In 8:2, she says that she wants to take the King to her mother’s house. One would assume that her mother’s house would not be very grand and certainly not be anything like the houses of Solomon. Yet she has realised that the King wants to go to places connected to her, and to places where she would feel comfortable in providing him with refreshment. Sometimes we foolishly imagine that we are too low for the high King of heaven to bother with. But he is not like that.

In 8:3, she turns away from her spiritual aspirations and describes her current comfort as she enjoys the affections of her beloved. She can sense his strength and his tenderness, and also realises that his focus is on her. And that is what the normal Christian life is like, discovering the pleasure and satisfaction that Jesus has in his people.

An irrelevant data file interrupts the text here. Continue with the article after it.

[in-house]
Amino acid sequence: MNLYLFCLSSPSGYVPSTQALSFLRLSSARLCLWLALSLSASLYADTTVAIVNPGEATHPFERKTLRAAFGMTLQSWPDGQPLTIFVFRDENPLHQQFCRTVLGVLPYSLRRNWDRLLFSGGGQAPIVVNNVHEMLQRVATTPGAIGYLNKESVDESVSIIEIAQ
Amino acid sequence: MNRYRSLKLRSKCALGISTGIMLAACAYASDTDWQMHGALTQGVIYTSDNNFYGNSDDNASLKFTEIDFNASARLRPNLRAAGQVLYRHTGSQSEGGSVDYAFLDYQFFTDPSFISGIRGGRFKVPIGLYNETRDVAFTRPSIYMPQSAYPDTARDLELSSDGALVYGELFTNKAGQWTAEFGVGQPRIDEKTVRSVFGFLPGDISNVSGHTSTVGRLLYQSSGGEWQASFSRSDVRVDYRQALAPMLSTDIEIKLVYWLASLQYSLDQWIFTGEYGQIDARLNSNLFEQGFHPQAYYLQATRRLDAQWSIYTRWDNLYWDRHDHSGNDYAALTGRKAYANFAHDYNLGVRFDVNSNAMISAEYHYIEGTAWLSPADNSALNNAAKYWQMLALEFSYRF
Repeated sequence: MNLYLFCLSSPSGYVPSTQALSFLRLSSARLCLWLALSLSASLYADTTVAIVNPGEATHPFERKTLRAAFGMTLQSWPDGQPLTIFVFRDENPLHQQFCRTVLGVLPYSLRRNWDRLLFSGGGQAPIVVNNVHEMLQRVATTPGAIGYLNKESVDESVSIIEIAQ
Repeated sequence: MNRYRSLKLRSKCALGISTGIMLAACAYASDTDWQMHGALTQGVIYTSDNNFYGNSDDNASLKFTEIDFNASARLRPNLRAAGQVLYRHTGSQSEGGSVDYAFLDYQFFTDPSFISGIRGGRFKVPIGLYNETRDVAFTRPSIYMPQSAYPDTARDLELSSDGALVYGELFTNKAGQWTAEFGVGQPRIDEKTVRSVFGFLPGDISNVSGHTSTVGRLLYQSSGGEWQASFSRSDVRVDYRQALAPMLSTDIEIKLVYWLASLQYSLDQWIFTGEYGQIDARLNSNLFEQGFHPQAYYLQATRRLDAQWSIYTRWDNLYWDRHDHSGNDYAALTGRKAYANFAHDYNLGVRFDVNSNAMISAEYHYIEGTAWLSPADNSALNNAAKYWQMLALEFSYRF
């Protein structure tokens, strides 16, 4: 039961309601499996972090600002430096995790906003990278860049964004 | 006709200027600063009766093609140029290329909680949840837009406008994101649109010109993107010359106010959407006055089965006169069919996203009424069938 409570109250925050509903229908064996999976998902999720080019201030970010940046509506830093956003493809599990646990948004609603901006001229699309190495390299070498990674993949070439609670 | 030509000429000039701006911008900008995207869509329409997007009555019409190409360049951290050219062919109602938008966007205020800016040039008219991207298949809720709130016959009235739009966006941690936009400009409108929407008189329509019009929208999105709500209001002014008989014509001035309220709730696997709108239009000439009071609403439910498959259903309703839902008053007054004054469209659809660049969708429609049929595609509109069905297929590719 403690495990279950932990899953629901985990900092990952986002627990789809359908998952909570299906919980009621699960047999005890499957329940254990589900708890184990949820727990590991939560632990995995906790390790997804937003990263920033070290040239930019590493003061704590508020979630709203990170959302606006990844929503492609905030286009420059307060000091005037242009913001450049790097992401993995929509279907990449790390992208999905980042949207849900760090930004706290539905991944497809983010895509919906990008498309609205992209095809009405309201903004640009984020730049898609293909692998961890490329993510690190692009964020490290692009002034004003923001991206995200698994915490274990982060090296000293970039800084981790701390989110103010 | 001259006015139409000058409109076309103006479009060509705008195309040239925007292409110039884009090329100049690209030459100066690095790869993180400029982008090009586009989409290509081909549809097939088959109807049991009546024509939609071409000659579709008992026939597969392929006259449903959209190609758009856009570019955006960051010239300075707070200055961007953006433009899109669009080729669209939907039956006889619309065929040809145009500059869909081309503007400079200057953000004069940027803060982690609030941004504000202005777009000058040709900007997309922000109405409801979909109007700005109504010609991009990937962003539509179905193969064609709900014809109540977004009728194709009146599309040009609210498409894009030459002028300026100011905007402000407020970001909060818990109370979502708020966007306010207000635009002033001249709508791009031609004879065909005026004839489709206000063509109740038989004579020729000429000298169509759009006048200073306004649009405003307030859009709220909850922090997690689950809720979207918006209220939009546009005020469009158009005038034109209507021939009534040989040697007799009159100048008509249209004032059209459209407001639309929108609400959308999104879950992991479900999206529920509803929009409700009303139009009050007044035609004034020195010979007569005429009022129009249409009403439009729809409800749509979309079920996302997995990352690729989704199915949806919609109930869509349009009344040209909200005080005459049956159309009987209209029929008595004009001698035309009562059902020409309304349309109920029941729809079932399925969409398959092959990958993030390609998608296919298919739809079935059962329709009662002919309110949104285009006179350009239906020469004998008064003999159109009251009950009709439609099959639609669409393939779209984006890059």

Then in 8:4, she addresses the daughters of Jerusalem who have been with her since they decided to go with her to find the Beloved in the garden. She does here what she has done already in the Song and asks them not to do anything that would disturb the rest of love that she is enjoying with the King.

This longish poem within the overall set of poems began with the woman refusing to let the King into her house. It closes with her enjoying the presence of the King. Although long, it describes a very common Christian experience, which is how a lethargic believer is restored by grace.

The King’s Opinion of a Restored Backslider (Song 6:4-13)